This year I’m not in charge of the Christmas tree. I’m a little sad because I loved my tree from last year; which of course was artificial. This year we’ll have a live tree, I had to do my research on preventing house fires that spark most during this time of year. According to the US Fire Administration Christmas trees account for 250 fires annually, resulting in 14 deaths, 26 injuries and more than $13.8 million in property damage. Typically shorts in electrical lights or open flames from candles, lighters or matches start tree fires. Well-watered trees are not a problem. Dry and neglected trees can be.
So here are some helpful tips from the US Fire Administration on keeping your family safe this holiday season.
- When picking your tree make sure the needles are green and hard to pull back from the branches. The needles should not break if the tree has been freshly cut. To check that the tree isn’t old bounce the tree trunk on the ground if needles fall off the tree is old. Move on.
- Once you get your lovely fresh find home put it in the stand with water and be sure NOT to put the tree by heat. I know most of our homes/apartments have radiators by the window which is a prime placement for our tree but safety first. Don’t put it there, find another spot that will still allow you to show off your decorating skills.
- Before you decorate your tree please check your holiday lights. Make sure there aren’t any frayed wires, bare spots, broken or cracked sockets or any damage to the strand of lights. This will cause a fire. After you’ve confirmed their safety (or purchased new lights) do not overload electrical outlets.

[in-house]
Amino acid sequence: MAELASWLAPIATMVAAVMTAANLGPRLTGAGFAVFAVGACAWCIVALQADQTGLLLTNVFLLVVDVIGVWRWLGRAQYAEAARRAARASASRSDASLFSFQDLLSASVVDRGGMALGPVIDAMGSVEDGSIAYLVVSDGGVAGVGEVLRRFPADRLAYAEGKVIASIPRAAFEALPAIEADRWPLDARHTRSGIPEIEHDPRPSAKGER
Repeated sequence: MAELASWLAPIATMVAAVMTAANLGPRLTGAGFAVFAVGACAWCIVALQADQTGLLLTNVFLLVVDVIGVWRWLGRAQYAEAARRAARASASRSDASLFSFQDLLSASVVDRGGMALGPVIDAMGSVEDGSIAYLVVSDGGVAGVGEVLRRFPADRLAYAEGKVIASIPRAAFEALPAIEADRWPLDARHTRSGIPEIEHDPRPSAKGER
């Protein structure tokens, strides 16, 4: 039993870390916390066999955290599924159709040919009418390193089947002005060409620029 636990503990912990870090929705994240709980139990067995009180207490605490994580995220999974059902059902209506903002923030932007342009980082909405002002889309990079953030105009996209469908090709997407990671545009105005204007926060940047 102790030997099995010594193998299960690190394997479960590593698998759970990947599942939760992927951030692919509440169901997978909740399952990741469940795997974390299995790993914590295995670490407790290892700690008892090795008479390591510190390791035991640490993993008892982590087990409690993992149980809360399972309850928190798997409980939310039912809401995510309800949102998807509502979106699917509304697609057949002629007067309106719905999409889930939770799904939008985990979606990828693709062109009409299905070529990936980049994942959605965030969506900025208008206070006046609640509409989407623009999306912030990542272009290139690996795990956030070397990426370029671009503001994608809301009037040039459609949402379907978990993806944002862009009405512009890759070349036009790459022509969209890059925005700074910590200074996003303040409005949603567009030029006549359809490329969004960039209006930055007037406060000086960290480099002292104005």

- When adding ornaments be sure they are non flammable. Stay away from any paper ornaments if you can I know your little cutie made the sweetest paper plate ornament at school, place it somewhere else in the house. Maybe on the fridge or on top of the mantel.
- water your tree every night and do NOT leave the lights on over night. When you turn out the kitchen light for the night. Turn off the tree lights as well.
Check the US Fire Administration site for more tips on fire safety (they have some good video’s as well) and read some of these Christmas Tree Myths over at the Christmas Tree Association (yes, there is a Christmas Tree Association).